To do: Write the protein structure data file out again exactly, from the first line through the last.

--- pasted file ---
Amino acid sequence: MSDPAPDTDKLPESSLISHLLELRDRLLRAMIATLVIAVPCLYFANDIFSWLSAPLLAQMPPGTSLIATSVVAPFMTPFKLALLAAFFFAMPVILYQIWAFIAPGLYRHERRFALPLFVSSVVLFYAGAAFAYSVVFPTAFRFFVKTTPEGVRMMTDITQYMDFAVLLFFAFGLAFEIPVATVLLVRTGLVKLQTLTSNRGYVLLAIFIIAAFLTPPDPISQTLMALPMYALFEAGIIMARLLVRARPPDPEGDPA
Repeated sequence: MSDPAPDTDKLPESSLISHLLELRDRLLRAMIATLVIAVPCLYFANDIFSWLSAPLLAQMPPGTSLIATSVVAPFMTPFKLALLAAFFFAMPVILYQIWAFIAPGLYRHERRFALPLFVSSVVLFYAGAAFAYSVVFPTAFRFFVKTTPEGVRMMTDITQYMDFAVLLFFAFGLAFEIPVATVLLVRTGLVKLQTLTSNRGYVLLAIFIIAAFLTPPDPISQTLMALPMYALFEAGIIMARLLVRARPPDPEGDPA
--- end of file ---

Amino acid sequence: MSDPAPDTDKLPESSLISHLLELRDRLLRAMIATLVIAVPCLYFANDIFSWLSAPLLAQMPPGTSLIATSVVAPFMTPFKLALLAAFFFAMPVILYQIWAFIAPGLYRHERRFALPLFVSSVVLFYAGAAFAYSVVFPTAFRFFVKTTPEGVRMMTDITQYMDFAVLLFFAFGLAFEIPVATVLLVRTGLVKLQTLTSNRGYVLLAIFIIAAFLTPPDPISQTLMALPMYALFEAGIIMARLLVRARPPDPEGDPA
Repeated sequence: MSDPAPDTDKLPESSLISHLLELRDRLLRAMIATLVIAVPCLYFANDIFSWLSAPLLAQMPPGTSLIATSVVAPFMTPFKLALLAAFFFAMPVILYQIWAFIAPGLYRHERRFALPLFVSSVVLFYAGAAFAYSVVFPTAFRFFVKTTPEGVRMMTDITQYMDFAVLLFFAFGLAFEIPVATVLLVRTGLVKLQTLTSNRGYVLLAIFIIAAFLTPPDPISQTLMALPMYALFEAGIIMARLLVRARPPDPEGDPA